A federal judge refused today to dismiss a lawsuit challenging California's ban on same-sex marriage, setting the stage for the nation's first trial on the constitutionality of a law allowing only opposite-sex couples to wed.
Chief U.S. District Judge Vaughn Walker, in a ruling from the bench in San Francisco, said a trial was needed to resolve crucial issues, including whether gays and lesbians are persecuted minorities entitled to judicial protection from discriminatory laws. He has scheduled the trial for January.
Sponsors of Proposition 8, approved by 52 percent of the voters in November, argued that the initiative was clearly constitutional under U.S. Supreme Court precedents, which have never recognized a right to marry a person of the same gender.
Plaintiffs in the suit seeking to overturn Prop. 8 - two same-sex couples, a gay-rights organization and the city of San Francisco - contend that the measure's real purpose was to strip a historically persecuted minority group of rights held by the majority.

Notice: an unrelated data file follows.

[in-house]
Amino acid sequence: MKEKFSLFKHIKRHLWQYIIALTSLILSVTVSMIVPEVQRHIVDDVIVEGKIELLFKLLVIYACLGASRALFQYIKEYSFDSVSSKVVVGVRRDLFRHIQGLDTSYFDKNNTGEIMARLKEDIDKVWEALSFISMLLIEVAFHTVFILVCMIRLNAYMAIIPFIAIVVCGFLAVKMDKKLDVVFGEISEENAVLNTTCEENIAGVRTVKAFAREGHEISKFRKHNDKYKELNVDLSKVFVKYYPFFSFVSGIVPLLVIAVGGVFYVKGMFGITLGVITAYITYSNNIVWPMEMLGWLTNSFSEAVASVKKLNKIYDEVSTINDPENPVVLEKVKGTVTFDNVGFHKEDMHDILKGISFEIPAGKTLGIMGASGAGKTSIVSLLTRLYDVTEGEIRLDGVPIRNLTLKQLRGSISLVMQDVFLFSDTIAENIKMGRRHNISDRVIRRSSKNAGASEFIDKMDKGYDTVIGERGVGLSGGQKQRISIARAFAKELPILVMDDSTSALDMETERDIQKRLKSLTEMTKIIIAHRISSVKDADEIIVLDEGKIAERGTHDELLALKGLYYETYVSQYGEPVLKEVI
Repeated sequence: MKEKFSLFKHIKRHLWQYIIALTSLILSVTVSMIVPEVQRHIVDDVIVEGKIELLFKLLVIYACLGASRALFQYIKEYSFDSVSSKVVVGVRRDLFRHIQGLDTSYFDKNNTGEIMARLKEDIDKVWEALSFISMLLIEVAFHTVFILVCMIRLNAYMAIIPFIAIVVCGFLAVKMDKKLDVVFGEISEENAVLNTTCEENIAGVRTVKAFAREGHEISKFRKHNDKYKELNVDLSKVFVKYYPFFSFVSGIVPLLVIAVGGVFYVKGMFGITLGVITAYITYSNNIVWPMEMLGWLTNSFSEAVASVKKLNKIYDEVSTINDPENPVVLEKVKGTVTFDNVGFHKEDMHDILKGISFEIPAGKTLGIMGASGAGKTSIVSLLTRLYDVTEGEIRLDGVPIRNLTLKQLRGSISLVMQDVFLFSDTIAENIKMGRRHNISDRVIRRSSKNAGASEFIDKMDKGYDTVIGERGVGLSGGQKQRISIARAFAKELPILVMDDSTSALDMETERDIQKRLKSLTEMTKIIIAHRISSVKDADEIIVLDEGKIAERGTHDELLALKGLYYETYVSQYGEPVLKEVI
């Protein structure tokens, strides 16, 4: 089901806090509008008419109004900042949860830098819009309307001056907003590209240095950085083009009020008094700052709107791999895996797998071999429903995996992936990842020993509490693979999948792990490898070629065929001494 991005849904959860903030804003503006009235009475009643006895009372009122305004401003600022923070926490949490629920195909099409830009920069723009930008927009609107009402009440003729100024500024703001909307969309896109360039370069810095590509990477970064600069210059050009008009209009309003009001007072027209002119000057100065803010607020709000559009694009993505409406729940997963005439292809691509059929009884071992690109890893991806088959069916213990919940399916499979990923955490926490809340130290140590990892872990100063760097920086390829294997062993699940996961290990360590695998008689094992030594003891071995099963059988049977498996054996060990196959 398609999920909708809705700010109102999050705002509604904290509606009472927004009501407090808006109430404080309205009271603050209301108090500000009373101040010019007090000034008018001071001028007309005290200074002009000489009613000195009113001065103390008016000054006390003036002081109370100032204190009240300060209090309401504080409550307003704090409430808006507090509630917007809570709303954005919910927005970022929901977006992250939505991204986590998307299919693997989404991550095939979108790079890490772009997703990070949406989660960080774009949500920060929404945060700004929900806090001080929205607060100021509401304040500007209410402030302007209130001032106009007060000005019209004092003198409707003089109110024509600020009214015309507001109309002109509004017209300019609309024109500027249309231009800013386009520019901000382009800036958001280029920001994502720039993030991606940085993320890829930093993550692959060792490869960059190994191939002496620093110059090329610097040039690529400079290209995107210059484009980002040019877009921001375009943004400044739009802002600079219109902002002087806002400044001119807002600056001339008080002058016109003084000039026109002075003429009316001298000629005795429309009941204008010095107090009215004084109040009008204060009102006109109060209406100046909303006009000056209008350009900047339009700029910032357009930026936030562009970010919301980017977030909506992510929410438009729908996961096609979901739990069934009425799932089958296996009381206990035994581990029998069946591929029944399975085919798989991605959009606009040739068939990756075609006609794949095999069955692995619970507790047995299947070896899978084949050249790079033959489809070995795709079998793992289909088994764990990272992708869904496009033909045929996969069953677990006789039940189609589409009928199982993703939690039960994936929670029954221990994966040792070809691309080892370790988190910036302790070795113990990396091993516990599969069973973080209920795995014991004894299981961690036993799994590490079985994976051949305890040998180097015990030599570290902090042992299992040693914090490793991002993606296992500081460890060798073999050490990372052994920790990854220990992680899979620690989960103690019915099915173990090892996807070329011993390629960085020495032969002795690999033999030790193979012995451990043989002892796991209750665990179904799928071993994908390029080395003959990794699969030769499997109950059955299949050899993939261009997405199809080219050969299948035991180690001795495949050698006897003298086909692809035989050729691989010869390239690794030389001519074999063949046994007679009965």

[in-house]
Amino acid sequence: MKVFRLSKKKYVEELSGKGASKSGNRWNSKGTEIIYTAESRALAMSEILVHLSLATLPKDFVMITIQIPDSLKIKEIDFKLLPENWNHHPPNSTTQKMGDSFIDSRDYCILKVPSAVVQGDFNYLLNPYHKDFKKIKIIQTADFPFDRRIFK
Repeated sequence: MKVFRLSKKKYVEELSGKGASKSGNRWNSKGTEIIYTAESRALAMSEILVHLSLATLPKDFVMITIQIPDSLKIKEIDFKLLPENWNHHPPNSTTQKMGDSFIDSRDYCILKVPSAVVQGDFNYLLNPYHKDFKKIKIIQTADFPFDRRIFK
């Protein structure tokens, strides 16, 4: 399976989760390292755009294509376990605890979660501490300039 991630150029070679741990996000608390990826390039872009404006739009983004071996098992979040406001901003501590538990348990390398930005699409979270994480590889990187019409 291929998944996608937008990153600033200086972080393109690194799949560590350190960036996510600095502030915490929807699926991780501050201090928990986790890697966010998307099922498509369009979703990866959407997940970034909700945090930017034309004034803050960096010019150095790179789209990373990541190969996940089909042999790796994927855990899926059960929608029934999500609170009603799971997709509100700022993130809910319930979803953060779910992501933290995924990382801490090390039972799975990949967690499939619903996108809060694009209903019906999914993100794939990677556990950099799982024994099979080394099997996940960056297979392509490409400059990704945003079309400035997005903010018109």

The sponsors contended that Prop. 8 was based on an ages-old tradition of male-female marriage and the ability of opposite-sex couples to conceive children.
But Walker said the Supreme Court, in striking down laws against interracial marriage and by allowing prisoners to marry, had defined the right to wed as fundamental without limiting it to certain groups.
Disputes over the state's authority to enshrine traditional marriage in its Constitution, and exclude same-sex couples because of their inability to conceive children, raise factual questions that require a trial, the judge said.
AARP Pride Information and Resources for Gay, Lesbian, Bisexual and Transgender People, Families and Allies - AARP